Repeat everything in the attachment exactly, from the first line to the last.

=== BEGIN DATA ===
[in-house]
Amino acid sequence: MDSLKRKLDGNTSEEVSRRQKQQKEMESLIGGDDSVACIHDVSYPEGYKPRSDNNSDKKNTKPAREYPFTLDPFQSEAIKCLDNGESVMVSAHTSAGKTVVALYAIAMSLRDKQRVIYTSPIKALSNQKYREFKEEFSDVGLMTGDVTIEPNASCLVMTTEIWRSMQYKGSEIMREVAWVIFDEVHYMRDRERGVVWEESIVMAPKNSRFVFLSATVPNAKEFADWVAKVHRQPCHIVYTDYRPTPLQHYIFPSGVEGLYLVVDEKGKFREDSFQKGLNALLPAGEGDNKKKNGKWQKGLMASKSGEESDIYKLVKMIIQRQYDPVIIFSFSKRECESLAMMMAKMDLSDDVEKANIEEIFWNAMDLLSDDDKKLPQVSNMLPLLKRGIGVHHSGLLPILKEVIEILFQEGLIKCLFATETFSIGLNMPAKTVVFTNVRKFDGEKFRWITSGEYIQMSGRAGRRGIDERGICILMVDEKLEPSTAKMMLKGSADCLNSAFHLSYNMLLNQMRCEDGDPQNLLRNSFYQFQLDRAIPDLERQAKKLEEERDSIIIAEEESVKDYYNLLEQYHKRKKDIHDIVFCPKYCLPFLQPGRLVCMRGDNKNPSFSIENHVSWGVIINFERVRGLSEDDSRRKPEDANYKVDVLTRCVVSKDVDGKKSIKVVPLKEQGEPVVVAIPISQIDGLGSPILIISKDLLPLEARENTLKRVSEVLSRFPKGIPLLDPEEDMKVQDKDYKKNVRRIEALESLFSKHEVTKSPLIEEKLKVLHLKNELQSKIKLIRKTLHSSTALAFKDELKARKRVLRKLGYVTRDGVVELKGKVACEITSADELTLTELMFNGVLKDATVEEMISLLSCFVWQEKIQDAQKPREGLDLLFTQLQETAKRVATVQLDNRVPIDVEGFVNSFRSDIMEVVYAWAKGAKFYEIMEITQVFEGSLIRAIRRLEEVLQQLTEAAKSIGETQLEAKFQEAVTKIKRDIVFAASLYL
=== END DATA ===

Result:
[in-house]
Amino acid sequence: MDSLKRKLDGNTSEEVSRRQKQQKEMESLIGGDDSVACIHDVSYPEGYKPRSDNNSDKKNTKPAREYPFTLDPFQSEAIKCLDNGESVMVSAHTSAGKTVVALYAIAMSLRDKQRVIYTSPIKALSNQKYREFKEEFSDVGLMTGDVTIEPNASCLVMTTEIWRSMQYKGSEIMREVAWVIFDEVHYMRDRERGVVWEESIVMAPKNSRFVFLSATVPNAKEFADWVAKVHRQPCHIVYTDYRPTPLQHYIFPSGVEGLYLVVDEKGKFREDSFQKGLNALLPAGEGDNKKKNGKWQKGLMASKSGEESDIYKLVKMIIQRQYDPVIIFSFSKRECESLAMMMAKMDLSDDVEKANIEEIFWNAMDLLSDDDKKLPQVSNMLPLLKRGIGVHHSGLLPILKEVIEILFQEGLIKCLFATETFSIGLNMPAKTVVFTNVRKFDGEKFRWITSGEYIQMSGRAGRRGIDERGICILMVDEKLEPSTAKMMLKGSADCLNSAFHLSYNMLLNQMRCEDGDPQNLLRNSFYQFQLDRAIPDLERQAKKLEEERDSIIIAEEESVKDYYNLLEQYHKRKKDIHDIVFCPKYCLPFLQPGRLVCMRGDNKNPSFSIENHVSWGVIINFERVRGLSEDDSRRKPEDANYKVDVLTRCVVSKDVDGKKSIKVVPLKEQGEPVVVAIPISQIDGLGSPILIISKDLLPLEARENTLKRVSEVLSRFPKGIPLLDPEEDMKVQDKDYKKNVRRIEALESLFSKHEVTKSPLIEEKLKVLHLKNELQSKIKLIRKTLHSSTALAFKDELKARKRVLRKLGYVTRDGVVELKGKVACEITSADELTLTELMFNGVLKDATVEEMISLLSCFVWQEKIQDAQKPREGLDLLFTQLQETAKRVATVQLDNRVPIDVEGFVNSFRSDIMEVVYAWAKGAKFYEIMEITQVFEGSLIRAIRRLEEVLQQLTEAAKSIGETQLEAKFQEAVTKIKRDIVFAASLYL